Ninety-seven percent of climatology scientists have regarded all the human activities of the 21st century to be contributing to dangerous climate change. The rest three percent are obviously on their way for accepting this fact. However, the change is so tremendous and horrific, for example, burning of the Amazon rain forests recently, that climate change is no longer a change but rather a climate crisis or maybe even climate explosion. This crisis will definitely hugely alter one of the major oceanographic processes by the end of this century.
According to an interdisciplinary research led by a team of scientists of Northeastern University, an ensemble of climate models suggested that coastal upwelling—a process by which deep, cold, and nutrient-rich water rises to the surface—will begin earlier, end later, and increase in intensity at higher latitudes. This will result in a significant decrease in the existing latitudinal variation in coastal upwelling, which is likely to influence the geographical distribution of marine biodiversity on a global scale.
This research team comprised of Auroop Ganguly, a climate change expert at Northeastern and an associate professor in the Department of Civil and Environmental Engineering; Tarik Gouhier, an assistant professor in the Department of Marine and Environmental Sciences at Northeastern’s Marine Science Center; and Daiwei Wang, a postdoctoral researcher in Ganguly’s lab. Bruce A. Menge, a professor in the Department of Integrative Biology at Oregon State University, also collaborated on this research and co-authored the paper which recorded the entire work and the result of this research. The team published this paper online in the journal, Nature.
“It’s critically important to understand how coastal upwelling might change in a warming climate,” said co-author Auroop Ganguly. He noted that this study is the first to identify a consistent pattern of intensification and spatial homogenisation of coastal upwelling under greenhouse warming in the latest generation of climate models.
“We focused on these upwelling changes that are robust and consistent across models and geographical regions because they are most likely a consequence of global climate change,” said Wang, the study’s lead author.
This work was a tremendous addition to the Northeastern’s commitment to interdisciplinary research that addresses global challenges in sustainability by bringing together two research labs whose pursuits are intertwined. The team examined four upwelling current systems found in the Atlantic and Pacific oceans. While these four systems cover less than 2 percent of the ocean’s surface, they contribute more than 20 percent of the global fish catches. Citing their analysis of climate models, the researchers projected the upwelling season would expand by several days per decade between 1950 and 2099 at high latitudes in all four systems.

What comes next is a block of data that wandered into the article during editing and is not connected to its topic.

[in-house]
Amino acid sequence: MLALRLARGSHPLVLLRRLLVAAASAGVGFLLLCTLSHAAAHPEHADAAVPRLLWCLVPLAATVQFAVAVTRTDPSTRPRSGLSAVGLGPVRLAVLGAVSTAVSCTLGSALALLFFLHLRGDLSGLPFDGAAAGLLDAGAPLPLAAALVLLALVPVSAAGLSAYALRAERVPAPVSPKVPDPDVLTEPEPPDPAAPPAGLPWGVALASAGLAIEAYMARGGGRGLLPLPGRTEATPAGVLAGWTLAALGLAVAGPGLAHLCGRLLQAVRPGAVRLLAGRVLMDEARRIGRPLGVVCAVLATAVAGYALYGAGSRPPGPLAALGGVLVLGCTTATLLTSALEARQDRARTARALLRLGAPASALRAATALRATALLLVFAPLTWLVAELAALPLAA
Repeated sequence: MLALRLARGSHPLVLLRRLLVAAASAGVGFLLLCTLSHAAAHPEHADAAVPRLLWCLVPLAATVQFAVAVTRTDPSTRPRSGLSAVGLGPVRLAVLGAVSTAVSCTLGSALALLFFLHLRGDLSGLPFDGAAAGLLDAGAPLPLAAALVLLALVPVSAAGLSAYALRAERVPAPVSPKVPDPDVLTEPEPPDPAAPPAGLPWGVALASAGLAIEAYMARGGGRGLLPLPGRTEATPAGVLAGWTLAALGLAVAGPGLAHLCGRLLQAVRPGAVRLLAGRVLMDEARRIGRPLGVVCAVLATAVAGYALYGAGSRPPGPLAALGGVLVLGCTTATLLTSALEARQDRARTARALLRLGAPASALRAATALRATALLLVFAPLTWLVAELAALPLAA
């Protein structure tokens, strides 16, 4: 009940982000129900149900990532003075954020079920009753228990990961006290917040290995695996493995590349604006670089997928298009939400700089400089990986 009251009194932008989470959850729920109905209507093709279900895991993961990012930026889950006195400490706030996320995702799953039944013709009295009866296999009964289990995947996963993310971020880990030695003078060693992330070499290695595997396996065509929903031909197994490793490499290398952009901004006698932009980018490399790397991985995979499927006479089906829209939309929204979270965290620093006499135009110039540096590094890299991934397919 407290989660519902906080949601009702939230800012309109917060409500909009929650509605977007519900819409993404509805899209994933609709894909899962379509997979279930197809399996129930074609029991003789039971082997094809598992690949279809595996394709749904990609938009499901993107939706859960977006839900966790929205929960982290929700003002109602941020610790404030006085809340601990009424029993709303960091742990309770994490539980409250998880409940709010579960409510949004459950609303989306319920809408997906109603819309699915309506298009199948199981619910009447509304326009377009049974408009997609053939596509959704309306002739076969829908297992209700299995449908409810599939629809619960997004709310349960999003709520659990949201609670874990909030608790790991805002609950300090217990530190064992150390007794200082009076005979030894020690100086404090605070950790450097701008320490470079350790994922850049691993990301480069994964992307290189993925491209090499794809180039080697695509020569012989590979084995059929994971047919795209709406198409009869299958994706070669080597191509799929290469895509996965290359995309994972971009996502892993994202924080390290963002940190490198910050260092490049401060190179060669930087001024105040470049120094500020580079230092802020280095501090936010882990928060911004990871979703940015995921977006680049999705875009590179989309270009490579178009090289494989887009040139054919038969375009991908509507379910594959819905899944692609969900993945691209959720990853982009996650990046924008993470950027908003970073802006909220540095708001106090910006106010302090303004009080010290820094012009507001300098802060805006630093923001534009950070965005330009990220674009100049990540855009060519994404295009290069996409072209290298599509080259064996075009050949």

In addition, the two Southern Hemisphere systems showed larger and more consistent trends than the two Northern Hemisphere systems. Still, “despite regional differences, the lengthening of the upwelling season at high latitudes in (the four systems) is a robust global response to greenhouse warming,” they wrote.
As explained by Gouhier, upwelling is an important process that drives the availability of nutrients in the marine food web. It promotes nutrient availability, which makes phytoplankton more abundant. Zooplankton then feeds off phytoplankton, and fish feed off zooplankton. Increased upwelling in higher latitudes would promote more productive fisheries and marine ecosystems. However, the researchers warned that having too many nutrients cycling through a marine ecosystem could lead to hypoxic conditions, or “dead zones,” over large swaths of the coastal ocean. These are regions where the overabundance of nutrients thrust bacteria into hyper-drive and the resulting metabolic activity causes a reduction of the concentration of oxygen in the water, which can lead to mass die-offs.
If coastal upwelling becomes stronger and more persistent at higher latitudes, as the models suggest, then there will be a reduction in the existing latitudinal variation in coastal upwelling, which may generate a concomitant reduction in marine biodiversity. In other words, the composition of marine communities at high and low latitudes will become more similar. This could put species in greater competition with each other and create more species turnover in the coastal ocean, the researchers said.
As a result, hot spots where upwelling changes are occurring should be closely monitored to ensure the stability and productivity of fisheries and coastal ecosystems.